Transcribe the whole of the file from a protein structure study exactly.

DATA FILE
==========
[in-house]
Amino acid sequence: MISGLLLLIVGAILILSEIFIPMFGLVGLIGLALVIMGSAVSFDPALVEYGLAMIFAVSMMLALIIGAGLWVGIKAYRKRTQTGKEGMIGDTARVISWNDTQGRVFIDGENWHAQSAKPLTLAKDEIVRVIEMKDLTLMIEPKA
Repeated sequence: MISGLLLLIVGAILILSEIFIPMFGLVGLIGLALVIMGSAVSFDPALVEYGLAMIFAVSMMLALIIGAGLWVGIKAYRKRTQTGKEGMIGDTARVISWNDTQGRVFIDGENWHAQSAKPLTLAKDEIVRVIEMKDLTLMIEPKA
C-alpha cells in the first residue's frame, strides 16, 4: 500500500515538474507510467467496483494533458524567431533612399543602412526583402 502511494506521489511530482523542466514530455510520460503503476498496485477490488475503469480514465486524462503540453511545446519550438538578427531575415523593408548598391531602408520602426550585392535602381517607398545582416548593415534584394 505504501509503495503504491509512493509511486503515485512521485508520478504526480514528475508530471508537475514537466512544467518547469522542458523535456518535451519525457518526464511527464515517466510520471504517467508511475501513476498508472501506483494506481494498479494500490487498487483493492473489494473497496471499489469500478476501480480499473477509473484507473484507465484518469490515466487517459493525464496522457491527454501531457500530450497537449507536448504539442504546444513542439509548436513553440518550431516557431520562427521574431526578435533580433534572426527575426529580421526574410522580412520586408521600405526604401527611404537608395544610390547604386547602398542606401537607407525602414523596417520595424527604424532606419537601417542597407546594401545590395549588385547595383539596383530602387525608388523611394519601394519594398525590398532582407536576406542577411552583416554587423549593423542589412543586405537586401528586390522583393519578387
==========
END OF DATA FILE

[in-house]
Amino acid sequence: MISGLLLLIVGAILILSEIFIPMFGLVGLIGLALVIMGSAVSFDPALVEYGLAMIFAVSMMLALIIGAGLWVGIKAYRKRTQTGKEGMIGDTARVISWNDTQGRVFIDGENWHAQSAKPLTLAKDEIVRVIEMKDLTLMIEPKA
Repeated sequence: MISGLLLLIVGAILILSEIFIPMFGLVGLIGLALVIMGSAVSFDPALVEYGLAMIFAVSMMLALIIGAGLWVGIKAYRKRTQTGKEGMIGDTARVISWNDTQGRVFIDGENWHAQSAKPLTLAKDEIVRVIEMKDLTLMIEPKA
C-alpha cells in the first residue's frame, strides 16, 4: 500500500515538474507510467467496483494533458524567431533612399543602412526583402 502511494506521489511530482523542466514530455510520460503503476498496485477490488475503469480514465486524462503540453511545446519550438538578427531575415523593408548598391531602408520602426550585392535602381517607398545582416548593415534584394 505504501509503495503504491509512493509511486503515485512521485508520478504526480514528475508530471508537475514537466512544467518547469522542458523535456518535451519525457518526464511527464515517466510520471504517467508511475501513476498508472501506483494506481494498479494500490487498487483493492473489494473497496471499489469500478476501480480499473477509473484507473484507465484518469490515466487517459493525464496522457491527454501531457500530450497537449507536448504539442504546444513542439509548436513553440518550431516557431520562427521574431526578435533580433534572426527575426529580421526574410522580412520586408521600405526604401527611404537608395544610390547604386547602398542606401537607407525602414523596417520595424527604424532606419537601417542597407546594401545590395549588385547595383539596383530602387525608388523611394519601394519594398525590398532582407536576406542577411552583416554587423549593423542589412543586405537586401528586390522583393519578387